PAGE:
There has been controversy over weight issues with airline passengers in recent years. But now the issues are coming from within as employees of Northwest Airlines (now owned by Delta) are getting a bit perturbed by the uniform design approved by their employers.
Delta Airlines hired fashion designer Richard Tyler to design their flight attendants’ red dress uniforms. Tyler wanted them to “look sexy.” The problem is, some workers are complaining that they are too small.
The Northwest chapter of the Association of Flight Attendants-CWA has filed a grievance against Delta. They would like to see the company offer the red dress up to size 28. Currently, the uniform is only offered up to a size 18. (more…)
Experts are always finding new and interesting benefits that come with certain vitamins or minerals. This time around, it’s vitamin K and how it may help you avoid diabetes.
In a study, those subjects (older men and women) who took a vitamin K supplement for three years had lower blood levels of insulin. They also experienced an improvement with insulin resistance as compared to another group who did not take the supplement.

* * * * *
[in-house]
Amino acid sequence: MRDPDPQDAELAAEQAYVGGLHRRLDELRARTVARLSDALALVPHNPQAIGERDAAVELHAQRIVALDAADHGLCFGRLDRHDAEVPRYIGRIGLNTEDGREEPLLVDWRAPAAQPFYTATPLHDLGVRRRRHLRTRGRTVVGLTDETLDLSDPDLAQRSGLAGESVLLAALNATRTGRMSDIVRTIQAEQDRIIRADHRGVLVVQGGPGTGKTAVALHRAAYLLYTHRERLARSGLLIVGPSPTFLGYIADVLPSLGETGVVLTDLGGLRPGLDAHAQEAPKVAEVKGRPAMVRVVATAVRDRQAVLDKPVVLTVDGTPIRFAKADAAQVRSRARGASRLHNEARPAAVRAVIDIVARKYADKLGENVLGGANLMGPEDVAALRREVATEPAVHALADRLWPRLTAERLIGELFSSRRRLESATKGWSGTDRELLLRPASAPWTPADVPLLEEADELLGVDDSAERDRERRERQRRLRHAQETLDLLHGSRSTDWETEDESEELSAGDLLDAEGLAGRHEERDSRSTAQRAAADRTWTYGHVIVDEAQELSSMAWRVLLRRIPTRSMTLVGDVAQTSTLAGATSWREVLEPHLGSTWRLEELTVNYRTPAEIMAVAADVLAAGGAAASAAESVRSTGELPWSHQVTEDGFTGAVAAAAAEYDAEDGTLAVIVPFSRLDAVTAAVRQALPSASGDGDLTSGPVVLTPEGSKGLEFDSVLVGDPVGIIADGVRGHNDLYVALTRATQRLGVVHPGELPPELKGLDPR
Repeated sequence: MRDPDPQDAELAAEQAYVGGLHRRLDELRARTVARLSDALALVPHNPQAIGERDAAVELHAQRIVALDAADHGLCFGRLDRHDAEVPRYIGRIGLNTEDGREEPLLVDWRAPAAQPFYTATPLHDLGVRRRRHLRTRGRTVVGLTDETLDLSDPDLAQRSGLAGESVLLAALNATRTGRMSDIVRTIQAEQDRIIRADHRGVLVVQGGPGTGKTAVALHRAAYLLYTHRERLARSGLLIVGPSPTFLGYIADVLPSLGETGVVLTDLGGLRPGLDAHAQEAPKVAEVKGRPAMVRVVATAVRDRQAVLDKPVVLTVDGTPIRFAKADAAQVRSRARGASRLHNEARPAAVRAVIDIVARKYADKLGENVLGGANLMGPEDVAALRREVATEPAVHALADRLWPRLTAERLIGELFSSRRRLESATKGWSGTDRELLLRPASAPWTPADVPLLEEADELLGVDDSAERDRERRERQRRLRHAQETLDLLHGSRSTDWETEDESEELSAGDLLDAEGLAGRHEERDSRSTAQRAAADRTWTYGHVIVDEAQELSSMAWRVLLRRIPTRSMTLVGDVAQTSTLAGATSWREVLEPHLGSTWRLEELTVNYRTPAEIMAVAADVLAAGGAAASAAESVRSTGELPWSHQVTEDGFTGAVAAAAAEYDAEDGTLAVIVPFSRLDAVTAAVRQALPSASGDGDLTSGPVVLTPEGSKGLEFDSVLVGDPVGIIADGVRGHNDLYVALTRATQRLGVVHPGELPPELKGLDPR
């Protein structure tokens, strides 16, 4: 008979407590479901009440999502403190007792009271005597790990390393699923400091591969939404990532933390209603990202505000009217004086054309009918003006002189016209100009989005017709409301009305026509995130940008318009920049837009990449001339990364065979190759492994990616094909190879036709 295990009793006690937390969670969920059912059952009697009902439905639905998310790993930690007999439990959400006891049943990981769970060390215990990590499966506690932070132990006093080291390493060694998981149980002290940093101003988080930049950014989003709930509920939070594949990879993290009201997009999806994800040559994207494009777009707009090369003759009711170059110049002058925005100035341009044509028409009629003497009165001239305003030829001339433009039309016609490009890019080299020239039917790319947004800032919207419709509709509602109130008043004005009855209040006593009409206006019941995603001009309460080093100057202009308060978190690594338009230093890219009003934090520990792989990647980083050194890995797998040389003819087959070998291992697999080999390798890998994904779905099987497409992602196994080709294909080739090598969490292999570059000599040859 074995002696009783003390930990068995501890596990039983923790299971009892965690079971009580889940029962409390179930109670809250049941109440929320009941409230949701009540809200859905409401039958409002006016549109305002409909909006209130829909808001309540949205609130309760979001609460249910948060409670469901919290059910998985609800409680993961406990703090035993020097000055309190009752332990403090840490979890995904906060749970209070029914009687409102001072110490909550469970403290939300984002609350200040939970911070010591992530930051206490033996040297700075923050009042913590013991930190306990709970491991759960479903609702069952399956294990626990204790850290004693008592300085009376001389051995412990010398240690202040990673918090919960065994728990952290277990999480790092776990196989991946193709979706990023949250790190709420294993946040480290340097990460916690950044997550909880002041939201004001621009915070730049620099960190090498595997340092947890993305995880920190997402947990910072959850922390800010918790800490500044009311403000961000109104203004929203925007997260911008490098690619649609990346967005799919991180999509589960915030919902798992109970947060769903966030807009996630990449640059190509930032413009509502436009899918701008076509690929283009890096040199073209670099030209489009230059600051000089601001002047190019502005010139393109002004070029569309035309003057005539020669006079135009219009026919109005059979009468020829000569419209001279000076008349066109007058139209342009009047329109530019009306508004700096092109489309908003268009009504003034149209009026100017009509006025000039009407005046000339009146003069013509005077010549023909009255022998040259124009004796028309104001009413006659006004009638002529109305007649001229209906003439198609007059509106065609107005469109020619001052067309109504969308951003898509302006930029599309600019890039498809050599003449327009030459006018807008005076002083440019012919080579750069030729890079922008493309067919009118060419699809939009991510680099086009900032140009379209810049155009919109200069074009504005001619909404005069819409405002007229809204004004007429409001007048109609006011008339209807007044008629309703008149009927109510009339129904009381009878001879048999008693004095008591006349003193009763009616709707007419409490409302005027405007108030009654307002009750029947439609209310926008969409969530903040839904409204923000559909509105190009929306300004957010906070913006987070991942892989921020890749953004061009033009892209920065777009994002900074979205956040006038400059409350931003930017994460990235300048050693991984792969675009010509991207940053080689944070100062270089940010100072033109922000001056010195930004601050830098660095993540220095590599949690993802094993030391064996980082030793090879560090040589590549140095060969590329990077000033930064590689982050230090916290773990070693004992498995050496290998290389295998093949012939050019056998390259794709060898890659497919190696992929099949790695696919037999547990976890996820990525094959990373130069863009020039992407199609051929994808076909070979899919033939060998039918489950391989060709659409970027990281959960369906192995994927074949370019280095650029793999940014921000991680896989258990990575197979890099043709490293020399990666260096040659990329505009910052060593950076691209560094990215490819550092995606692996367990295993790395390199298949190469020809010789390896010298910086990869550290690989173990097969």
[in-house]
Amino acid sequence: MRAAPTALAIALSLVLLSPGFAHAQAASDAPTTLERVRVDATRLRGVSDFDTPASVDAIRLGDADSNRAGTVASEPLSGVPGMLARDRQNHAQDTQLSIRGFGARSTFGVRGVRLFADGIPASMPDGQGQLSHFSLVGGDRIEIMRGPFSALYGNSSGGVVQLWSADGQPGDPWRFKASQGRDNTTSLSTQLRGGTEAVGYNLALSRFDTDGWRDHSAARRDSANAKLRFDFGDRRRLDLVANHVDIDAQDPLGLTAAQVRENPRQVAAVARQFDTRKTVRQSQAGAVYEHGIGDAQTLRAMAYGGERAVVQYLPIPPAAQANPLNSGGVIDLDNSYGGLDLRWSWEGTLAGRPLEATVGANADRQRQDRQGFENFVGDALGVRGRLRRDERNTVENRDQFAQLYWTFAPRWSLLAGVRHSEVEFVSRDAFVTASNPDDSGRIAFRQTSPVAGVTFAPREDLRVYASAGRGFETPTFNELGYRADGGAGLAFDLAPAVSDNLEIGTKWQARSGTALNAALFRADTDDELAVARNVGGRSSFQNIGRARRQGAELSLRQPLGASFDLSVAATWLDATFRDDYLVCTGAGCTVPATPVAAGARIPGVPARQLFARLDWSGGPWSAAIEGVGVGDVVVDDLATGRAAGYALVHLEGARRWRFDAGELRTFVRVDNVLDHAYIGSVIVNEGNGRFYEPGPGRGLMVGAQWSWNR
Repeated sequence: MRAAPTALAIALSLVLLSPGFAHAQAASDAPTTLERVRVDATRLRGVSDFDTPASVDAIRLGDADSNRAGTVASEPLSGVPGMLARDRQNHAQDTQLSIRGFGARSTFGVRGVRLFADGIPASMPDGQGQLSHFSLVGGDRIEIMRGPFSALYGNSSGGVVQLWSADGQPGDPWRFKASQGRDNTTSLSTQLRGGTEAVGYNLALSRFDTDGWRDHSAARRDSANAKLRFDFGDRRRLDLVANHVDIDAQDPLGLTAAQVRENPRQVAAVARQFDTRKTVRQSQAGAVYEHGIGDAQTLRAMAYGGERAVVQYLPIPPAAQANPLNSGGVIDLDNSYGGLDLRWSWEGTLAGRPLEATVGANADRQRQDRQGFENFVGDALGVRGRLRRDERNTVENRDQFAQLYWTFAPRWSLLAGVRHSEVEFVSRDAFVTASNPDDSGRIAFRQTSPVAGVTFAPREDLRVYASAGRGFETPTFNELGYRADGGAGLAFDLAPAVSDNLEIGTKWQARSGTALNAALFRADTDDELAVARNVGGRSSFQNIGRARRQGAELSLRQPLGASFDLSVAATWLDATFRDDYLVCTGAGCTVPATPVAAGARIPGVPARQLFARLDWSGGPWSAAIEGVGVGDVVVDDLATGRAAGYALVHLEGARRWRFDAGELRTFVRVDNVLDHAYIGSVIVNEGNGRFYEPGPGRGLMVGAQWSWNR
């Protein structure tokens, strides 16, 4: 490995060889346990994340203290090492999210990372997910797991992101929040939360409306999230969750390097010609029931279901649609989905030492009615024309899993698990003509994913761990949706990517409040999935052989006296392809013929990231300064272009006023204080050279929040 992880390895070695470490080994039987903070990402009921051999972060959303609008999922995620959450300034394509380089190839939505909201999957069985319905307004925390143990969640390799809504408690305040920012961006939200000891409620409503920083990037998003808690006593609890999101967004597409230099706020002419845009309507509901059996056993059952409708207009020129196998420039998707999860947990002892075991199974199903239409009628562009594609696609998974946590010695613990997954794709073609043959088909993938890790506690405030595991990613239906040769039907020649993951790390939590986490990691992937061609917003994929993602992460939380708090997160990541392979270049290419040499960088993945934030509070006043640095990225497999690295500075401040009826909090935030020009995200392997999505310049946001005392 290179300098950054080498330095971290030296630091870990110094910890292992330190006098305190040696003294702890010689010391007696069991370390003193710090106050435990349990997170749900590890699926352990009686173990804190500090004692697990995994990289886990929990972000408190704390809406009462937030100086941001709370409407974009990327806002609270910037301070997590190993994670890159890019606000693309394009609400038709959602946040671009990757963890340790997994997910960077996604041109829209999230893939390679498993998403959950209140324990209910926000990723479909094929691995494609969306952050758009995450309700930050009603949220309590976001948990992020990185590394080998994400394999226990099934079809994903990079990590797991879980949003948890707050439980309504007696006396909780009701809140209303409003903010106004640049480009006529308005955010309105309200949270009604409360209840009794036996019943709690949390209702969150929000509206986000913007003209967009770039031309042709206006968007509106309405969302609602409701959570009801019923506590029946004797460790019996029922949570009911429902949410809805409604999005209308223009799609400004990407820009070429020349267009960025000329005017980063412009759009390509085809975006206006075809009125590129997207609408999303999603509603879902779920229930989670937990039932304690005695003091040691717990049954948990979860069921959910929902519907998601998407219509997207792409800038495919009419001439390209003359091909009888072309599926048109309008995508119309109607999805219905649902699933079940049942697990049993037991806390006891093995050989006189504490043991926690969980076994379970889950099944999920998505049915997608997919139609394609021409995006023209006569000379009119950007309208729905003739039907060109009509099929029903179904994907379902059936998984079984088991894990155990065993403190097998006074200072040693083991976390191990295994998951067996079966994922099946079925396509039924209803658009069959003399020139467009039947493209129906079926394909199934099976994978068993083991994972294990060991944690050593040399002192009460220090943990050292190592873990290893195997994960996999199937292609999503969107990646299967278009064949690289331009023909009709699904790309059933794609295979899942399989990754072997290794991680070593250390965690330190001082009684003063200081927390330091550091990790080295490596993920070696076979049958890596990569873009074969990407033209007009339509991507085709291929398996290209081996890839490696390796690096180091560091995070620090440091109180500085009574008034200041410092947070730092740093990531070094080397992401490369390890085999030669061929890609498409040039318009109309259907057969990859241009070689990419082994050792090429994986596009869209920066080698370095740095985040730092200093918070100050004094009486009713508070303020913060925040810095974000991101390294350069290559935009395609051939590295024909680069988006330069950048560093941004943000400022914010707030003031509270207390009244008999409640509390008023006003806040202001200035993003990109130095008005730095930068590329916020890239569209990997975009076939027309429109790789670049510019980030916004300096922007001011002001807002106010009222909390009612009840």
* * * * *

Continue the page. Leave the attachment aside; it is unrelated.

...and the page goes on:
Here comes the catch… (more…)
It’s tough being a cop. It may get a little tougher if the state of Ohio has its way. There’s a state rule that allows the dismissal of police officers who “consistently exceed weight limits.” Alaska and Massachusetts also have weight rules for their police force.
Six Ohio troopers were removed from duty in 2003, including one who was 71 pounds overweight.
While no officers have been fired in recent years, at least 11 have received verbal or written reprimands this year for weighing too much. Reportedly, one trooper was 48 pounds over his allowable weight, while another was 40 pounds overweight. So, apparently the protest is working, or nobody wants to enforce the rules. (more…)
Women are bombarded with images of unrealistic, and frankly, distorted views of beauty. The New York Times recently addressed the issue of computer-enhanced glamour covers. The article examines how stars are made to look perfect, if not mannequin-esque (see the covers side by side of Reese Witherspoon), when digital artists retouch magazine photos.
“My feeling is that for years now it has taken a much too big part in how women are being visually defined today,” says photographer Peter Lindbergh.
The consequences of our plastic culture and the pressures to achieve some sort of unachievable beauty are plainly seen in a recent survey of 1,000 adult women. The poll conducted jointly by AP and iVillage revealed that the women are less concerned about their physical health than their physical appearance.
Take our poll, then continue reading. (more…)